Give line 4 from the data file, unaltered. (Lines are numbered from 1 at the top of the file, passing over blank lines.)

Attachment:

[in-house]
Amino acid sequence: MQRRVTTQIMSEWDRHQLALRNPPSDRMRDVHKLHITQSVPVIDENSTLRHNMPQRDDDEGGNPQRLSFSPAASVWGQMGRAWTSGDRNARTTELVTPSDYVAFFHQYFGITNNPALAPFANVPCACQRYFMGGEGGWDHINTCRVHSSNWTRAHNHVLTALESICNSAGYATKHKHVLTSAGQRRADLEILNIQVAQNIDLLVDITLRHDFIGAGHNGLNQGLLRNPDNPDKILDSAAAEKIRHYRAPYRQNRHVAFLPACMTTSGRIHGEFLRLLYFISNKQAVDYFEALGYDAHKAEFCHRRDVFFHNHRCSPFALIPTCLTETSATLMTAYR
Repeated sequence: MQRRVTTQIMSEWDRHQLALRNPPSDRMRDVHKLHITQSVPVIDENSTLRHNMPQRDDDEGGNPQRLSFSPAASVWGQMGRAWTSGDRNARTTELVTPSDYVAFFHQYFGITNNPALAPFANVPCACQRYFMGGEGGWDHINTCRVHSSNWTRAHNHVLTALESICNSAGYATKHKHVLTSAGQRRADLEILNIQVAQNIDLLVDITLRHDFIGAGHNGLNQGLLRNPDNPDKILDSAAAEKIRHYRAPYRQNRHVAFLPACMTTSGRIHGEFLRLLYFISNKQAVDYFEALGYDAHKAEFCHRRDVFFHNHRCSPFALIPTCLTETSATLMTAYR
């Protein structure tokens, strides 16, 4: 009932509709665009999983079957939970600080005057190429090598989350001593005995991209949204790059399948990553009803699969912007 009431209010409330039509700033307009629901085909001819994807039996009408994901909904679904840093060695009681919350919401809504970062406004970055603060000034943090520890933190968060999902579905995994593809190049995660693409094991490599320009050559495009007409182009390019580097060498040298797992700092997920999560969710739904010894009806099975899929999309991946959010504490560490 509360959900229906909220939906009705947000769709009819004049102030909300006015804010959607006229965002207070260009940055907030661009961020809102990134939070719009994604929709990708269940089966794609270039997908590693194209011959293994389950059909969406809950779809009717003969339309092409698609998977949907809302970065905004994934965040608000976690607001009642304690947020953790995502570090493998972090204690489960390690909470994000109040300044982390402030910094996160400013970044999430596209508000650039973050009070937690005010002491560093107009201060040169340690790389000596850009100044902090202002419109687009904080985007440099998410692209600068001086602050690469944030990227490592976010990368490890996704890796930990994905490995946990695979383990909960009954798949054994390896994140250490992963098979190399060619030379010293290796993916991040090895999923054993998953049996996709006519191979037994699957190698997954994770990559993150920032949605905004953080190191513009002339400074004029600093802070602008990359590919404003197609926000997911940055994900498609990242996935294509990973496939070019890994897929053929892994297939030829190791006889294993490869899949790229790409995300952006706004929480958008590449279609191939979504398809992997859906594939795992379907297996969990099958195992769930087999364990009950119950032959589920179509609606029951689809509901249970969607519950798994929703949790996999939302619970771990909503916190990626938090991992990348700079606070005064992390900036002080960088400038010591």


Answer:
């Protein structure tokens, strides 16, 4: 009932509709665009999983079957939970600080005057190429090598989350001593005995991209949204790059399948990553009803699969912007 009431209010409330039509700033307009629901085909001819994807039996009408994901909904679904840093060695009681919350919401809504970062406004970055603060000034943090520890933190968060999902579905995994593809190049995660693409094991490599320009050559495009007409182009390019580097060498040298797992700092997920999560969710739904010894009806099975899929999309991946959010504490560490 509360959900229906909220939906009705947000769709009819004049102030909300006015804010959607006229965002207070260009940055907030661009961020809102990134939070719009994604929709990708269940089966794609270039997908590693194209011959293994389950059909969406809950779809009717003969339309092409698609998977949907809302970065905004994934965040608000976690607001009642304690947020953790995502570090493998972090204690489960390690909470994000109040300044982390402030910094996160400013970044999430596209508000650039973050009070937690005010002491560093107009201060040169340690790389000596850009100044902090202002419109687009904080985007440099998410692209600068001086602050690469944030990227490592976010990368490890996704890796930990994905490995946990695979383990909960009954798949054994390896994140250490992963098979190399060619030379010293290796993916991040090895999923054993998953049996996709006519191979037994699957190698997954994770990559993150920032949605905004953080190191513009002339400074004029600093802070602008990359590919404003197609926000997911940055994900498609990242996935294509990973496939070019890994897929053929892994297939030829190791006889294993490869899949790229790409995300952006706004929480958008590449279609191939979504398809992997859906594939795992379907297996969990099958195992769930087999364990009950119950032959589920179509609606029951689809509901249970969607519950798994929703949790996999939302619970771990909503916190990626938090991992990348700079606070005064992390900036002080960088400038010591």